Rosemary: How to Grow, Cook & Use
If I had to pick only one herb for my garden (gasp!) I would have to pick Rosemary.
The smell is like none other and the multitude of uses makes this herb a rock-star plant.
But what do you do with it?
I will show you how to Grow, Cook and Use Rosemary, along with sharing the wonderful benefits.
How to Grow Rosemary
Like many other herbs, Rosemary is a member of the mint family.
It is a perennial (and an evergreen) here on the coast in SC, zone 8b.
Because Rosemary is an evergreen, it makes it a wonderful herb to have in landscaping.
- Rosemary likes to have 5-6 Hours of Sun Per Day to thrive
- Well Drained Soil is essential
- Rosemary does not like wet roots
- You can add mulch, stone, or crushed shells to help keep the water off the plant.
- If you keep your rosemary in a pot, replant once a year.
- Rosemary is beautiful in landscape and can make a great shrub
- Attracts Beneficial’s. Bess, butterflies and other beneficial insects love Rosemary
Rosemary Pest and Problems
The main pest that rosemary attracts is Spider-mites.
- The best way I have combated Spider Mites is with a hard spray with the garden hose.
- You can also use a 3:1 ratio of water and rubbing alcohol in spray bottle.
- Another remedy you can try is 1 tsp of Blue Dawn dish soap in 8 oz of water in spray bottle and spray the mites.
If you see something that looks like someone spit on your rosemary then you are dealing with Spittlebugs.
This nasty goober producing bug rarely kills the plant but it will make it weak and therefore vulnerable to other disease.
- Spray with garden hose and remove all visible slime and tiny brown bugs.
- Spray with a neem oil insecticidal bug spray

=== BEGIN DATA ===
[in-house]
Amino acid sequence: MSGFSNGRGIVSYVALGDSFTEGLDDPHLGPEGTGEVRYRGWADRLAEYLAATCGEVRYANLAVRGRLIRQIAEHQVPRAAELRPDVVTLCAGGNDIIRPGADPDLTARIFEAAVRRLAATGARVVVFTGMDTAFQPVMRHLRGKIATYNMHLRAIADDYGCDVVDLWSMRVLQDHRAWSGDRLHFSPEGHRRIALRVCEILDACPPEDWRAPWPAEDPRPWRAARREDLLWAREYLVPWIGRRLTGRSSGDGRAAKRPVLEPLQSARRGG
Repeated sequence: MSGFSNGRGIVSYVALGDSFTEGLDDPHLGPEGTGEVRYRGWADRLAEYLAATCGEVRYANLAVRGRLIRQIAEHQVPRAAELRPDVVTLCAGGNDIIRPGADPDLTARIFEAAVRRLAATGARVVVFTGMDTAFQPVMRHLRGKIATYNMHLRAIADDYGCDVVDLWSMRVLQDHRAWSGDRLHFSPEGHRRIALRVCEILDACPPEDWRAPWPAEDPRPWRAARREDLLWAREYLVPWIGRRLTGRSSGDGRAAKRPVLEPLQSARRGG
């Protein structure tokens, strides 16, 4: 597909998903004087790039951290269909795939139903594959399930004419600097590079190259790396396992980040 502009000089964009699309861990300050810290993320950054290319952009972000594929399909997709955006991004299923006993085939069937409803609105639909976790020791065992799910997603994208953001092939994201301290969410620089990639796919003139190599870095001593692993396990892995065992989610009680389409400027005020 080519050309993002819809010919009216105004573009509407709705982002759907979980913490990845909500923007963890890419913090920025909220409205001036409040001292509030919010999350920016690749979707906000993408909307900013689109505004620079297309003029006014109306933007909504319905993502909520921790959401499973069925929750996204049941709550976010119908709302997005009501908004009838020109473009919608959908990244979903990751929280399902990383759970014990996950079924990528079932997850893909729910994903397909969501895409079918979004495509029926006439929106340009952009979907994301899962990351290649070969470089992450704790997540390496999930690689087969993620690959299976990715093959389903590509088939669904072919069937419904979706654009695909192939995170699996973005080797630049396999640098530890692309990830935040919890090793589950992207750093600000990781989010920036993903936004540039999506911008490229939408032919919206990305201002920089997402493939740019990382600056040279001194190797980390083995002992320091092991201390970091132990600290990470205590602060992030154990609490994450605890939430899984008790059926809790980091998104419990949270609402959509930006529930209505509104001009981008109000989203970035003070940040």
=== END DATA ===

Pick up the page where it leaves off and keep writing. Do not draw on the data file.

Neem Oil Insecticidal Bug Spray
- 1 quart distilled warm water
- 1 tsp Neem Oil
- 1/3 tsp Dish Soap
- Place water, then dish soap in spray bottle. mix thoroughly.
- Add Neem Oil
- Shake or stir until blended
- Label bottle and use only for this spray
- Spray on infected area.
Powdery mildew often occurs on rosemary because it doesn’t have enough air circulation and has gotten too wet.
Mildew is easy to identify because the leaves will turn gray.
Powdery Mildew will not kill the plant but it will weaken it.
- Remove the plant from the location and place in a dryer area if potted
- Cut affected branches or remove leaves
- Prune the plant to open circulation
- Spray with Neem Oil Insecticidal Spray
When you are ready to harvest your rosemary to make an amazing dish, make sure you cut your sprig all the way down towards the bottom of the stem.
Rosemary with branch off of the cutting. So if you cut towards the end of the branch, you will end up with a leggy and droopy plant.
How to Cook Rosemary
Rosemary has a tea-like aroma and a piney flavor.
Rosemary’s pungent, assertive flavor blends well with meats and side dishes.
- Chicken: Skillet Rosemary Chicken
- Prime Rib: Pioneer Woman’s Prime Rib with Rosemary and Salt Crust
- Lamb: Rosemary and Garlic Lamb Chops
- Pork: Rosemary Pork Roast
- Rabbit: Baked Rabbit with Rosemary and Honey
- Roasted Potatoes: Rosemary Roasted Potatoes
- Roasted Garlic: Easy Appetizer Recipe Herb Roasted Garlic
- Breads: Almost Famous Rosemary Bread Recipe
- Olive Oil: Rosemary Olive Oil- How to
Benefits of Rosemary
- Rosemary has:analgesic, antibacterial, anticancer, antifungal, anti-infection, anti-inflammatory, antioxidant, and expectorant properties
- Improves Digestion
- Improves Memory
- The herb is exceptionally rich in many B-complex groups of vitamin, such as folic acid,pantothenic acid, pyridoxine, riboflavin.
- It is one of the herbs containing high levels of folate.
- Good Source of Iron, Calcium, B6 and it rich source of minerals like potassium, calcium, iron, manganese, copper, and magnesium.
Rosemary also contains anti-inflammatory compounds that may make it useful for reducing the severity of asthma attacks.
Due to the antibacterial properties of rosemary, we use it as one of our key ingredients in our Antibacterial Cleaning Spray.